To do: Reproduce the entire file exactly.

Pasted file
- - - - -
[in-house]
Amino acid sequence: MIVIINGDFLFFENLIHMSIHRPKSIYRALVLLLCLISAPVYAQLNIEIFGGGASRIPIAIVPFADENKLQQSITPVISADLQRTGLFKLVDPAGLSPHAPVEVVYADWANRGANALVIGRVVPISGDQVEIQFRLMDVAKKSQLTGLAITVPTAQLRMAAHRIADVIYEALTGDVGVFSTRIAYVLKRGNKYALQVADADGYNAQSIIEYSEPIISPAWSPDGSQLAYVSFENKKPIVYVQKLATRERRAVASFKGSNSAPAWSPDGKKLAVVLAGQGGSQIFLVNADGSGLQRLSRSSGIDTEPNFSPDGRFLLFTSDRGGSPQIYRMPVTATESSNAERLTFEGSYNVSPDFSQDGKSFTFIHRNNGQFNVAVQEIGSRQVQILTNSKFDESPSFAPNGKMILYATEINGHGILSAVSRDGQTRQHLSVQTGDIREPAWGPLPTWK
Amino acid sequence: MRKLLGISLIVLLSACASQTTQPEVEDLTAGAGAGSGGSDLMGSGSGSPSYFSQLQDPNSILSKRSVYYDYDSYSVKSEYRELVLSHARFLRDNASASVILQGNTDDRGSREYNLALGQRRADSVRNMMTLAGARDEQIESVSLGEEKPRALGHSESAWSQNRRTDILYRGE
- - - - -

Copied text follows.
[in-house]
Amino acid sequence: MIVIINGDFLFFENLIHMSIHRPKSIYRALVLLLCLISAPVYAQLNIEIFGGGASRIPIAIVPFADENKLQQSITPVISADLQRTGLFKLVDPAGLSPHAPVEVVYADWANRGANALVIGRVVPISGDQVEIQFRLMDVAKKSQLTGLAITVPTAQLRMAAHRIADVIYEALTGDVGVFSTRIAYVLKRGNKYALQVADADGYNAQSIIEYSEPIISPAWSPDGSQLAYVSFENKKPIVYVQKLATRERRAVASFKGSNSAPAWSPDGKKLAVVLAGQGGSQIFLVNADGSGLQRLSRSSGIDTEPNFSPDGRFLLFTSDRGGSPQIYRMPVTATESSNAERLTFEGSYNVSPDFSQDGKSFTFIHRNNGQFNVAVQEIGSRQVQILTNSKFDESPSFAPNGKMILYATEINGHGILSAVSRDGQTRQHLSVQTGDIREPAWGPLPTWK
Amino acid sequence: MRKLLGISLIVLLSACASQTTQPEVEDLTAGAGAGSGGSDLMGSGSGSPSYFSQLQDPNSILSKRSVYYDYDSYSVKSEYRELVLSHARFLRDNASASVILQGNTDDRGSREYNLALGQRRADSVRNMMTLAGARDEQIESVSLGEEKPRALGHSESAWSQNRRTDILYRGE